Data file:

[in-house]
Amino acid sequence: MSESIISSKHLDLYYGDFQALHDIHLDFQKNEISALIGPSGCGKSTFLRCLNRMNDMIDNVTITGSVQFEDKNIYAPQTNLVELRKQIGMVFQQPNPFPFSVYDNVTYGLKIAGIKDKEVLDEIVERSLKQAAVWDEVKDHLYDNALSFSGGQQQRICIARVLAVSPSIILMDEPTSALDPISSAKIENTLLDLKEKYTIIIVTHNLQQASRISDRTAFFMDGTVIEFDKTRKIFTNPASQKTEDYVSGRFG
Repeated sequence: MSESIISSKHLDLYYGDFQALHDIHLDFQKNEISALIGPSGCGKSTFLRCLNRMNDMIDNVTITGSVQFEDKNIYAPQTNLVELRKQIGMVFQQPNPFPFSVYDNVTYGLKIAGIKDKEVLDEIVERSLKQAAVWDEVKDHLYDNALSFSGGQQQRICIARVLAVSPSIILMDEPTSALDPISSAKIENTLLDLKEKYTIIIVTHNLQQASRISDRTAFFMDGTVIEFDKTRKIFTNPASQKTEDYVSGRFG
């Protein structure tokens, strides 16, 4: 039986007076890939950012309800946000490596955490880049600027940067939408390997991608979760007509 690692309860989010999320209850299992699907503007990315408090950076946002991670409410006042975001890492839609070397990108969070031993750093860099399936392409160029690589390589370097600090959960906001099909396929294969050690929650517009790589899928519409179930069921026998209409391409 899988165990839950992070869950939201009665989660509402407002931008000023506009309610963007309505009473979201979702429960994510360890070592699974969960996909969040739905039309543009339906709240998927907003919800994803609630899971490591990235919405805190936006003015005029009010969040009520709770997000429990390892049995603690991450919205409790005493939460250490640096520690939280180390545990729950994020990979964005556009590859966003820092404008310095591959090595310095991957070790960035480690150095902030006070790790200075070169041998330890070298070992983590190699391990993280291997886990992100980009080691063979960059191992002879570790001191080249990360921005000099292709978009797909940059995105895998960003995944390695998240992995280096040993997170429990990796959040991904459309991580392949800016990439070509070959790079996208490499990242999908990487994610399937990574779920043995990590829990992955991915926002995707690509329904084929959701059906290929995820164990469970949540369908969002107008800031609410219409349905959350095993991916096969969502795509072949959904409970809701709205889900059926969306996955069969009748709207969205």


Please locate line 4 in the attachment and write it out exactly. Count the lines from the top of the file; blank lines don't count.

């Protein structure tokens, strides 16, 4: 039986007076890939950012309800946000490596955490880049600027940067939408390997991608979760007509 690692309860989010999320209850299992699907503007990315408090950076946002991670409410006042975001890492839609070397990108969070031993750093860099399936392409160029690589390589370097600090959960906001099909396929294969050690929650517009790589899928519409179930069921026998209409391409 899988165990839950992070869950939201009665989660509402407002931008000023506009309610963007309505009473979201979702429960994510360890070592699974969960996909969040739905039309543009339906709240998927907003919800994803609630899971490591990235919405805190936006003015005029009010969040009520709770997000429990390892049995603690991450919205409790005493939460250490640096520690939280180390545990729950994020990979964005556009590859966003820092404008310095591959090595310095991957070790960035480690150095902030006070790790200075070169041998330890070298070992983590190699391990993280291997886990992100980009080691063979960059191992002879570790001191080249990360921005000099292709978009797909940059995105895998960003995944390695998240992995280096040993997170429990990796959040991904459309991580392949800016990439070509070959790079996208490499990242999908990487994610399937990574779920043995990590829990992955991915926002995707690509329904084929959701059906290929995820164990469970949540369908969002107008800031609410219409349905959350095993991916096969969502795509072949959904409970809701709205889900059926969306996955069969009748709207969205």